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10 December 2005
Censorship in Blair's Britain
I pass protesters every day at Downing Street, and believe me, you name it, they protest against it. I may not like what they call me but I thank God they can. That's called freedom
Maya Evans, 25, has just been convicted under Blair's Serious Organised Crime and Police Act 2005. Her crime was to stand at the Cenotaph in Whitehall and read out the names of the soldiers that Blair sent to their deaths in Iraq. Two vanloads of filth arrived to arrest one young woman who was doing exactly what the Chimp's toy-boy said was perfectly legal.

Jack Catt, an 80 year old RAF veteran, was arrested under the Terrorism Act, 2000, for wearing an anti-Blair T-shirt. He is due up in court for this heinous offence in January.

The list goes on and on. The regime has been clever enough not to pass one sweeping measure that would suppress all dissent. The laws have been passed one at a time, but the end result is the same. You can sit at home and moan to your friends, but you cannot actively protest - at least not unless your are mob-handed and there are too many of you for the filth to take on.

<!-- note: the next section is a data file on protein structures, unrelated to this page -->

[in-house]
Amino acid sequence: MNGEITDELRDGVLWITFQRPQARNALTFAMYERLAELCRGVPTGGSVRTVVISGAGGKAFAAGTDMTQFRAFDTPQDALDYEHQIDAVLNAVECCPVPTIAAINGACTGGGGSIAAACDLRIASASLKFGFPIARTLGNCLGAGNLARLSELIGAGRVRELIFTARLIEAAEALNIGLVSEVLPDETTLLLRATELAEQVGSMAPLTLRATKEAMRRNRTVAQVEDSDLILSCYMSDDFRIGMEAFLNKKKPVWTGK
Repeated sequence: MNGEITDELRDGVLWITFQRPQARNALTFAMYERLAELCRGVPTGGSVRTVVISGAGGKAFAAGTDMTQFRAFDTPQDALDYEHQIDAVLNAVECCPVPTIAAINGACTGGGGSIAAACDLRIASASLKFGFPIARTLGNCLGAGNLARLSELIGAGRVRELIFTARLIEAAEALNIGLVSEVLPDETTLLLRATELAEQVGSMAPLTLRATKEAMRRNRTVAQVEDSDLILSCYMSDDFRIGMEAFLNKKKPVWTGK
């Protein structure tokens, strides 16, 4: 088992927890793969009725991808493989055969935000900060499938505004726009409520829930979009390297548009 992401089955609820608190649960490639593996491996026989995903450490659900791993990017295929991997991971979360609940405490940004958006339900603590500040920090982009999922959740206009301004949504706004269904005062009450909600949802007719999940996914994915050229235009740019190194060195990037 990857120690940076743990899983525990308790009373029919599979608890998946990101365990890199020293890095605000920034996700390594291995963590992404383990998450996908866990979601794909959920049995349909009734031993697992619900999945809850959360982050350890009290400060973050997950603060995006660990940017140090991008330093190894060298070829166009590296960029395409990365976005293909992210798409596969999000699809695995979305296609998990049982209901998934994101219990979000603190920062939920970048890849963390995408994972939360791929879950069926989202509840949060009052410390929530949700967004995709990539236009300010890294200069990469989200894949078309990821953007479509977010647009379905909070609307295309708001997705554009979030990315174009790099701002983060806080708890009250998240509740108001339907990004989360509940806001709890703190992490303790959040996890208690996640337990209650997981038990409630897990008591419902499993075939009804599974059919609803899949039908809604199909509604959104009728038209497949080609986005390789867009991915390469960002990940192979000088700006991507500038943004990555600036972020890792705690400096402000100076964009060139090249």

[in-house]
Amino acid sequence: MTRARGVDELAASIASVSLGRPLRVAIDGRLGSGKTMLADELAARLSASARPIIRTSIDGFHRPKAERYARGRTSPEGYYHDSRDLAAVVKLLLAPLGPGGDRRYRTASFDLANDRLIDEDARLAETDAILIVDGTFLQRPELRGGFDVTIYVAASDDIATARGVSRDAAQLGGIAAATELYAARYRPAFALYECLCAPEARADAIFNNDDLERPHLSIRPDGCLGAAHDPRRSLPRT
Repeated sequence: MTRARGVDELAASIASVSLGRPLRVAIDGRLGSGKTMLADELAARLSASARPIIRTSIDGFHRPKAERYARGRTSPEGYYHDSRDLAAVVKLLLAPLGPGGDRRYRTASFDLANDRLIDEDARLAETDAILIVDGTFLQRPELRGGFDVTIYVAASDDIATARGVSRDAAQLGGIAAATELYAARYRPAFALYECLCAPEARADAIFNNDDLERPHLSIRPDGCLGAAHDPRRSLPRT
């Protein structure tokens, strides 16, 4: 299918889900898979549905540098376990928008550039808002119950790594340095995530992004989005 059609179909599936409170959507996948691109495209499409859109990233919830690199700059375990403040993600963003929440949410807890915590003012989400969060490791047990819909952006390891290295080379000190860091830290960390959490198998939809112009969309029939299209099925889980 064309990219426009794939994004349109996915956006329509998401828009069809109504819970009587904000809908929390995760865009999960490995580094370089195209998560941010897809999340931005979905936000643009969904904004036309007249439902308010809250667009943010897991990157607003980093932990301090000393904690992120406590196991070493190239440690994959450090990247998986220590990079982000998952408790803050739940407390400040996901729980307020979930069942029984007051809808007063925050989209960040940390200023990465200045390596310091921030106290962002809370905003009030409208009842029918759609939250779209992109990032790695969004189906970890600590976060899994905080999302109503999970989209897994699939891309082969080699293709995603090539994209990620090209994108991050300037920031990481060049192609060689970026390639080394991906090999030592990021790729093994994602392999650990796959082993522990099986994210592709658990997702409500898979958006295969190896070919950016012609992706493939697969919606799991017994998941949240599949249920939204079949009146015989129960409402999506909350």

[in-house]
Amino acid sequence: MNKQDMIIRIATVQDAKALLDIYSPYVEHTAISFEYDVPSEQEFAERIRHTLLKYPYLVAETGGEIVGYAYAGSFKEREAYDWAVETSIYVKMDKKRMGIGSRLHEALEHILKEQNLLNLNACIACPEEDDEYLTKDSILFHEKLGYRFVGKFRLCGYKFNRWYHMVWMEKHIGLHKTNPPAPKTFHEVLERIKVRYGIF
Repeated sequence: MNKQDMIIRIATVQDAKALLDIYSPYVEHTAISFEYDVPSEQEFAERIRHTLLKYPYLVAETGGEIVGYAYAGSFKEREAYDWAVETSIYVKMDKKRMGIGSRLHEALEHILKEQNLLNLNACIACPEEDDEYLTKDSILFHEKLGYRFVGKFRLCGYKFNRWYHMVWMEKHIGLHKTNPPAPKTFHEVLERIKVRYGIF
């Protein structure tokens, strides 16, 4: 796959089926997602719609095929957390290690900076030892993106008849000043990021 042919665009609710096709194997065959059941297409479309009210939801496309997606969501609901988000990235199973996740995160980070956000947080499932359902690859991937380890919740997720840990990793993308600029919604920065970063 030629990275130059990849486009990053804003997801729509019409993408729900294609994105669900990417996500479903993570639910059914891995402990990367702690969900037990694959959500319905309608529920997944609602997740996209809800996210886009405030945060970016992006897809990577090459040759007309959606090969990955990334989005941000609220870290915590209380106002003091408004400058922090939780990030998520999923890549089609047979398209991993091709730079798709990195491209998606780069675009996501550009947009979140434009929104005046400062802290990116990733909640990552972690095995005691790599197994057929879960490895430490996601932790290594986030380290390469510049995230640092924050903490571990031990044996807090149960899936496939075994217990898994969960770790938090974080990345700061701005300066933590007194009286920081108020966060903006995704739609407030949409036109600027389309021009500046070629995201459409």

If you are an 80 year old bloke or a 25 year old girl, and you are on your own, then you had better not do or say anything that could be construed as anti-regime. Of course, the people that I've mentioned seem to have plenty of bottle and may even welcome the publicity - but how many people are like that? Most, I suspect are like Charlotte Denis, 20, who was intimidated by the filth into covering up her "Bollocks to Blair" T-shirt. Faced with incidents like this, a lot of people will leave their anti-regime badges and T-shirts at home.

How much dissent has the toy-boy suppressed?

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1 Comments:

The moment of revolution will probably come as a surprise to everyone, wherever it breaks out in Europa.

But mostly to this lot.

11 December 2005 at 18:49  

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